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She knew from personal experience that it was good, but not enough. Julie Jug is the life enrichment manager at Reflections Memory Support, Willows Assisted Living, and Briarwood Healthcare Center at GreenFields of Geneva. For the last two months, Julie and her team have worked creatively to help her residents connect with their family and friends while remaining within their apartments at the senior living community. Closely adhering to guidelines from the Centers for Disease Control, the Illinois Department of Public Health, and Centers for Medicare and Medicaid Services (CMS), visitors to the community have been prohibited in order to keep the residents safe amid the COVID-19 pandemic. To maintain connectivity, the life enrichment staff have scheduled virtual visits for the residents via Skype, ZOOM, and FaceTime.
Julie knows all too well that the technology helps close the distance a bit, but doesn’t make up for face-to-face encounters. As essential workers, she and her husband who also has a career in senior living, have both been going in to work every day since the Illinois lockdown order went into effect in March. Their young daughters’ school closed, and without daycare available, Julie’s mother graciously stepped in, caring for them in her home. In limiting their own exposure as well as that of their daughters and mother, Julie and her husband have connected with the girls primarily through technology and drive-by visits.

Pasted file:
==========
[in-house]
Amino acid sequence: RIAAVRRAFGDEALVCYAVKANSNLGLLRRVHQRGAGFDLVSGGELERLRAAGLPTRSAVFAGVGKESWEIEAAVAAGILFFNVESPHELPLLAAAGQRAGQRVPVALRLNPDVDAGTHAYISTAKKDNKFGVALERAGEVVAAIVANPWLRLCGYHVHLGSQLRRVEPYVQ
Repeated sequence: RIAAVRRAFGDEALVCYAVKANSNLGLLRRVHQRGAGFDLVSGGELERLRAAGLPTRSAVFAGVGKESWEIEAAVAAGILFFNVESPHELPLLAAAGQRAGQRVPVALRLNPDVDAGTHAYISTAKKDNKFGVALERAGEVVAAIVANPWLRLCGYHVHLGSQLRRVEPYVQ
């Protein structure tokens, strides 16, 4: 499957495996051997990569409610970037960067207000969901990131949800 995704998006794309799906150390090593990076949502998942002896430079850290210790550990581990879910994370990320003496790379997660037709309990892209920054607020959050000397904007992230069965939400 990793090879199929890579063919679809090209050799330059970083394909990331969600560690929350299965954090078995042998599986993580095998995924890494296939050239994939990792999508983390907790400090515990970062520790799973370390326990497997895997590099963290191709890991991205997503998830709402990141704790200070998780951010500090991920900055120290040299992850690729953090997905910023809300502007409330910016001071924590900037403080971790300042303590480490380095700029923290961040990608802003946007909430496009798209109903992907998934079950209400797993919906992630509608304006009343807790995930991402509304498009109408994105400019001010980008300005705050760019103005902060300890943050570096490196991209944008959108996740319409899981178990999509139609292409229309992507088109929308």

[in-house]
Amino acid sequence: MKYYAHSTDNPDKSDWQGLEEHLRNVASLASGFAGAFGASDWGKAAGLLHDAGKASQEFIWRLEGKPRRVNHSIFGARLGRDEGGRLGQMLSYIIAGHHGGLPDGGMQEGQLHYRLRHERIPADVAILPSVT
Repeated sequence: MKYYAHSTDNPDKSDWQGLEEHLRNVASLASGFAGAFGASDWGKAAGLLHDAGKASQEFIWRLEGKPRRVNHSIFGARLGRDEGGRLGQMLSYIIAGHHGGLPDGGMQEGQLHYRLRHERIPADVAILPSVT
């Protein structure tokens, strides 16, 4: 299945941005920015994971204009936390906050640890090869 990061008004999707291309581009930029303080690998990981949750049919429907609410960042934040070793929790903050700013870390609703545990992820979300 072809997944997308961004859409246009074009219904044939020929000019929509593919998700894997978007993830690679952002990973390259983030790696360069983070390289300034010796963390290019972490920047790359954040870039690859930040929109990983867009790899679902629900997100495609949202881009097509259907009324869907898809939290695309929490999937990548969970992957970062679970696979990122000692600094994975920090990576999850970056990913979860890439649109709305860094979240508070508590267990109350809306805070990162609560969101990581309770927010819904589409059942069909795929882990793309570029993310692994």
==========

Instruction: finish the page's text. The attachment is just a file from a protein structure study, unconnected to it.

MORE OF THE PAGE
Julie decided to take advantage of the Chicago area’s spring-like weather two weeks ago as a way to enable in-person encounters between residents and their families. Through the Family Friday program, she scheduled each resident for a 15-minute visit in the GreenFields parking lot, with as many as three carloads of family members. The residents are brought out to a preassigned spot by a staff member who stays with them to facilitate the visit. The cars pull around the resident at a safe social distance, and the passengers roll down their windows to chat The family members are all masked and must remain in their cars but are encouraged to bring treats for the resident, which the staff will handle. “I thought of this way of visiting because it’s pretty much how I’ve seen my girls for the past two months. It makes me cry thinking about it. This is the first time the residents have actually seen their loved ones in weeks,” said Julie. She plans to continue the program weekly, weather-permitting.
“The residents and their families are so grateful for the program,” said Julie. “This is a note that I received from an adult daughter: ‘Omg, Julie, I am thrilled with this…Thank you so much for all you and everyone at Greenfields are doing for your residents and all of us.’” Julie added, “Moments like these make my heart explode.”